Hard Slog To Stuart Falls
A few years back, the route up Red Blanket Creek to Stuart Falls was a scenic and relatively easy 9-mile round-trip day hike.
In 2014, the 790 fire in the Sky Lakes Wilderness Area burned about 3,000 acres in a beautiful mosaic pattern near the southern boundary of the Crater Lake National Park. The old-growth forest canopy in the Red Blanket watershed is still largely intact, and the rejuvenating ecological effects of the fire are evident everywhere.
The Red Blanket Trail is in rough shape, however. Pretty much every creek crossing along the trail blew out, sometimes dramatically. Two of the blowouts are especially noteworthy and remain extremely unstable and dangerous. Only experienced hikers with proper gear should attempt to find safe passage up, through or around the significant debris-shoots that have wiped out the trail. It appears the Forest Service has simply given up on trail maintenance in the area, which is a shame because Red Blanket Creek, Red Blanket Falls and Stuart Falls have been popular recreation destinations for generations.
Another new obstacle is that Forest Service Road 6205 has blown out and is impassible to vehicles about 2.5 miles before the Red Blanket Trailhead, which adds another 5 miles round-trip to the adventure. While this longer walk along the road is both pleasant and gentle, it is nonetheless a sweet relief to reach the wilderness trailhead and enter the cool shade of the forest proper. The easy stroll through the many and varied riparian areas and burned forests along the extra road miles are a silver lining to losing motorized access to the trailhead.
While it's probably gone now, when I visited Red Blanket Creek in early June with two close friends and my intrepid trail-dog Zola, a small laminated Forest Service sign at the trailhead indicated that the trail was impassable. This is not too far from the truth. The blowouts, down logs and longer access make this corner of the Sky Lakes Wilderness much more remote and challenging than it was just a handful of years ago.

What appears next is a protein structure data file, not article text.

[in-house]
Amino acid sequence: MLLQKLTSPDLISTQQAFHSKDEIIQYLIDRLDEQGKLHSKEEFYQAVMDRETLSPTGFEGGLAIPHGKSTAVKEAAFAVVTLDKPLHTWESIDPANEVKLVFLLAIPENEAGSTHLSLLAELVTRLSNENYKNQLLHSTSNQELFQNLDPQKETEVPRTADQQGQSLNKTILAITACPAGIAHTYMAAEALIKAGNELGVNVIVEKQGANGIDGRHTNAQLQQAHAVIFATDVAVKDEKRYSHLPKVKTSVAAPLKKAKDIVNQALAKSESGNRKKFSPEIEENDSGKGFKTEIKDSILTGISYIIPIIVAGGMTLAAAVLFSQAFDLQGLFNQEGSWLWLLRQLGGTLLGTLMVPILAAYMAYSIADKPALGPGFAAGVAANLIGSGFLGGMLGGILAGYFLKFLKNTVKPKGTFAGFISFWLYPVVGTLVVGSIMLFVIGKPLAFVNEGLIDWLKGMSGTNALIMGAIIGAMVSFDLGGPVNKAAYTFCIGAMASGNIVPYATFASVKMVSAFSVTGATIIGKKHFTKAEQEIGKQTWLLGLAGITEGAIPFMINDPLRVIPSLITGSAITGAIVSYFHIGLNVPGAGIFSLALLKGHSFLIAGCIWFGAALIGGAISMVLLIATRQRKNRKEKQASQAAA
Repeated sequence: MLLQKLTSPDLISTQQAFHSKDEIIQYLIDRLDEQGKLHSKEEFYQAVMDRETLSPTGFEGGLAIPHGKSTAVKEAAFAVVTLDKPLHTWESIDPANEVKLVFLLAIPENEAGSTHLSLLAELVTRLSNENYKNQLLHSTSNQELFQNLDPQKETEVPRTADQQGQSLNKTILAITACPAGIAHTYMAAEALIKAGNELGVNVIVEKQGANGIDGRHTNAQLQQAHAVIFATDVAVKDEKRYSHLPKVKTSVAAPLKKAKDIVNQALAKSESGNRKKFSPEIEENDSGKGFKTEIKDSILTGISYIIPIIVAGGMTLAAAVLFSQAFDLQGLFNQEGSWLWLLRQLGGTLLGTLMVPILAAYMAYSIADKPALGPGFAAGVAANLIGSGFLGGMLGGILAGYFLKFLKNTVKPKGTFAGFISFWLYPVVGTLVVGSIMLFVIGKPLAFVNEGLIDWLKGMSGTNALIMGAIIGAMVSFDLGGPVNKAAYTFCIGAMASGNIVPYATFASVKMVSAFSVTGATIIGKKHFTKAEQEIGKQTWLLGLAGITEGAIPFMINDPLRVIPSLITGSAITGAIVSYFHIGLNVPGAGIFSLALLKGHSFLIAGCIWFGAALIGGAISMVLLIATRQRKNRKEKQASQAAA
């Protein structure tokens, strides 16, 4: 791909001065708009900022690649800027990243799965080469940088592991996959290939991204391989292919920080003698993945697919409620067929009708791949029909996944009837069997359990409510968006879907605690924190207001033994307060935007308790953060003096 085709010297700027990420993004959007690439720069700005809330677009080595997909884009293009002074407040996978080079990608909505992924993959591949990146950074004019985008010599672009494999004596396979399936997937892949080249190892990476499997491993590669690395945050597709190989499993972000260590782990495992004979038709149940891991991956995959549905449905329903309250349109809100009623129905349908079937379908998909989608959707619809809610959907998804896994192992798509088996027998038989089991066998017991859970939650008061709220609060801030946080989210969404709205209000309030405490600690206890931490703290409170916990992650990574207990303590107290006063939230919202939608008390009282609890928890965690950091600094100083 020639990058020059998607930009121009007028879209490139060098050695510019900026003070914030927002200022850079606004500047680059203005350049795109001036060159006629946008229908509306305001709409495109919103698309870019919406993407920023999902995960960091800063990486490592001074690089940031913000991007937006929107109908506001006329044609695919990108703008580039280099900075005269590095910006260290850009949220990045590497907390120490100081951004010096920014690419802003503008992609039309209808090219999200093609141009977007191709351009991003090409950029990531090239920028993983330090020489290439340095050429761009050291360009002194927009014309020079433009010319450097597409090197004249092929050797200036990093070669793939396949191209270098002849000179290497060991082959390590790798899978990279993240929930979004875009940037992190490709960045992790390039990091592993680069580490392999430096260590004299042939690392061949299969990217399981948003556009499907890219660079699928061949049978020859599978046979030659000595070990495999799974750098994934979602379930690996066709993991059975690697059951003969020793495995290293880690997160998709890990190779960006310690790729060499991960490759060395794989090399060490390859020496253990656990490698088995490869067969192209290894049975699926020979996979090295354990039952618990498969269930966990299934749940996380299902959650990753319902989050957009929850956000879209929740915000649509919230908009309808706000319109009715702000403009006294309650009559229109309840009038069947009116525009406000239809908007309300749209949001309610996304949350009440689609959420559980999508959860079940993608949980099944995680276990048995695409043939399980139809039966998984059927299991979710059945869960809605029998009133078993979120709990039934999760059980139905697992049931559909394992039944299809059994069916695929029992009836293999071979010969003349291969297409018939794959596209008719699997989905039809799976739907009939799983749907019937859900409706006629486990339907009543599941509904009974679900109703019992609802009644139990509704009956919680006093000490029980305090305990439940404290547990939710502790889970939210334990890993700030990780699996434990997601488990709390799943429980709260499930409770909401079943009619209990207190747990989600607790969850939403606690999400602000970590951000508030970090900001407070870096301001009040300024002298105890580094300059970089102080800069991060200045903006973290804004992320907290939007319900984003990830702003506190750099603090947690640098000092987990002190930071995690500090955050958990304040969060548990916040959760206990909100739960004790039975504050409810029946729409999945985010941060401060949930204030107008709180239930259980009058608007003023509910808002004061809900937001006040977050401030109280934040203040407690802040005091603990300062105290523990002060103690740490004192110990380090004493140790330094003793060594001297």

There is a better-maintained route to Stuart Falls that is a bit of a secret. Many Pacific Crest through-hikers on their ramble from Mexico to Canada jump off the PCT briefly in the “Oregon Desert” in the Sky Lakes Wilderness and take trail 1078 north into Crater Lake National Park, passing right by the old stock camp at Stuart Falls. This is a much longer way to access the Falls, but the trail is in top-notch shape.
So what’s the big deal about Stuart Falls anyway? After all, waterfalls are how the Cascade Mountain Range got its name. What can one hard-to-reach falls have to offer that can’t be easily seen at scores of roadside waterfalls throughout Oregon? My only answer is that this gorgeous cascade nestled in a spectacular forest provides adventure, solitude and challenge to those who find reward in such intangibles.
My friends, my dog and I spent two nights at a small base camp at Red Blanket Falls. That allowed us to hike in a little over 5 miles from the road blowout on 6205 and set up camp within an easy walk of Stuart Falls the next day. And two nights in the wilderness is always better than one.
We saw plenty of bear and elk scat on the trail, but no human footprints. Our only interaction with another visitor was a mildly lost PCT hiker who stopped at Stuart Falls for a quick photo and then kept making tracks for the Mazama campground 7 or so miles to the north in Crater Lake National Park.
If I could, I would describe the beauty and grace of Stuart Falls in a way that would do it justice. But I can’t. It is a special place in a remote wildland that captures the imagination in a way that defies easy description. Adventure calls and Stuart Falls must be experienced on its own terms or not at all.
Logistics: The Forest Service isn’t joking when they claim that the Red Blanket trail is impassable. The road isn’t passable either. If you aren’t prepared for a backcountry challenge, then don’t utilize the Red Blanket trailhead. An easier route to Stuart Falls is possible through Pumice Flat in Crater Lake National Park, but even that route should be attempted only with proper preparation, maps and gumption.
George Sexton is conservation director for KS Wild.